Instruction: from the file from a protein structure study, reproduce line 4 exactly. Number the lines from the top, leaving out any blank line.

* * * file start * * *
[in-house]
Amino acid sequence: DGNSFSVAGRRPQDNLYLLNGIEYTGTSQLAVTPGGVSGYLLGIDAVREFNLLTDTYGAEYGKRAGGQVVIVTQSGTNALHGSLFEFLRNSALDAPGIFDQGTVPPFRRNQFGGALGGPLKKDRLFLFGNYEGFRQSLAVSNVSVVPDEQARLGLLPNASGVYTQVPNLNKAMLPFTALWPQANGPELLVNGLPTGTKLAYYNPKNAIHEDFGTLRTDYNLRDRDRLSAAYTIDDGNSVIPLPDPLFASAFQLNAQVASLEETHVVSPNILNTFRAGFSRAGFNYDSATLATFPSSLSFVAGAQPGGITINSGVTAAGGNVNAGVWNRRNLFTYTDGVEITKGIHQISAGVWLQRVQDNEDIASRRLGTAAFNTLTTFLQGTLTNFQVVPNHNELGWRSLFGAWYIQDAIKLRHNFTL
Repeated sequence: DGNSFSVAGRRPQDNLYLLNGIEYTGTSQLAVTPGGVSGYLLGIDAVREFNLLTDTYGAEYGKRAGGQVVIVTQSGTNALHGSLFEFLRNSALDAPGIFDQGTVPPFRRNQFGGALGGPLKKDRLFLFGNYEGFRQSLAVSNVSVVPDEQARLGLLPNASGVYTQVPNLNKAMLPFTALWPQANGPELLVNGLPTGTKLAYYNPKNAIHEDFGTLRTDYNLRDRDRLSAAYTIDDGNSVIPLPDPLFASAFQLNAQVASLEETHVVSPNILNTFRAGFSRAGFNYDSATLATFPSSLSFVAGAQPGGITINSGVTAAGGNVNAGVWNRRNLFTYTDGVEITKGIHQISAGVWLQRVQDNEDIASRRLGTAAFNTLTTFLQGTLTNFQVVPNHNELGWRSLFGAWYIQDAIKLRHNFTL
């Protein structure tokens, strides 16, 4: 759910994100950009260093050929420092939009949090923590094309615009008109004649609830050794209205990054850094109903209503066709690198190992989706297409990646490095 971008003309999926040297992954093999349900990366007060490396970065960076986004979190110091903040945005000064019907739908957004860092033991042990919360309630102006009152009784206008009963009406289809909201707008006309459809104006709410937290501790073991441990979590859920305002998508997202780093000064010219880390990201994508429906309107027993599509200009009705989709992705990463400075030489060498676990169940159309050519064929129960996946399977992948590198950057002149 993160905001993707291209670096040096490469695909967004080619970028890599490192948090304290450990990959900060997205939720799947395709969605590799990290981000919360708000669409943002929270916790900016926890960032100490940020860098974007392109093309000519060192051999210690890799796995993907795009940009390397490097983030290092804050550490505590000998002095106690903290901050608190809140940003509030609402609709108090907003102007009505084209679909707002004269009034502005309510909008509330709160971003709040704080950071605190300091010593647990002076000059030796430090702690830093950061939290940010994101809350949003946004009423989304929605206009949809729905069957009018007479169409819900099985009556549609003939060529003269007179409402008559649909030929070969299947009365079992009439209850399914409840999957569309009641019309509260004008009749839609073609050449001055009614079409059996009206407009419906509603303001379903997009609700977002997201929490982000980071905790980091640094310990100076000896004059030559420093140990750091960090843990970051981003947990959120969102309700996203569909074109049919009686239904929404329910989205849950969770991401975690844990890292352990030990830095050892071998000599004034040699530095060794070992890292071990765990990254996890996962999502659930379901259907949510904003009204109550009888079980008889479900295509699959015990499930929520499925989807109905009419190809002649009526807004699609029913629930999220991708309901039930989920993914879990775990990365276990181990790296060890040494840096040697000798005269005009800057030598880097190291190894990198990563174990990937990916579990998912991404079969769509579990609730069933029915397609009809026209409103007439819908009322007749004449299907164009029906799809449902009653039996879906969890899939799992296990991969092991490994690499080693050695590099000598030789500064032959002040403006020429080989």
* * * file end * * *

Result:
């Protein structure tokens, strides 16, 4: 759910994100950009260093050929420092939009949090923590094309615009008109004649609830050794209205990054850094109903209503066709690198190992989706297409990646490095 971008003309999926040297992954093999349900990366007060490396970065960076986004979190110091903040945005000064019907739908957004860092033991042990919360309630102006009152009784206008009963009406289809909201707008006309459809104006709410937290501790073991441990979590859920305002998508997202780093000064010219880390990201994508429906309107027993599509200009009705989709992705990463400075030489060498676990169940159309050519064929129960996946399977992948590198950057002149 993160905001993707291209670096040096490469695909967004080619970028890599490192948090304290450990990959900060997205939720799947395709969605590799990290981000919360708000669409943002929270916790900016926890960032100490940020860098974007392109093309000519060192051999210690890799796995993907795009940009390397490097983030290092804050550490505590000998002095106690903290901050608190809140940003509030609402609709108090907003102007009505084209679909707002004269009034502005309510909008509330709160971003709040704080950071605190300091010593647990002076000059030796430090702690830093950061939290940010994101809350949003946004009423989304929605206009949809729905069957009018007479169409819900099985009556549609003939060529003269007179409402008559649909030929070969299947009365079992009439209850399914409840999957569309009641019309509260004008009749839609073609050449001055009614079409059996009206407009419906509603303001379903997009609700977002997201929490982000980071905790980091640094310990100076000896004059030559420093140990750091960090843990970051981003947990959120969102309700996203569909074109049919009686239904929404329910989205849950969770991401975690844990890292352990030990830095050892071998000599004034040699530095060794070992890292071990765990990254996890996962999502659930379901259907949510904003009204109550009888079980008889479900295509699959015990499930929520499925989807109905009419190809002649009526807004699609029913629930999220991708309901039930989920993914879990775990990365276990181990790296060890040494840096040697000798005269005009800057030598880097190291190894990198990563174990990937990916579990998912991404079969769509579990609730069933029915397609009809026209409103007439819908009322007749004449299907164009029906799809449902009653039996879906969890899939799992296990991969092991490994690499080693050695590099000598030789500064032959002040403006020429080989």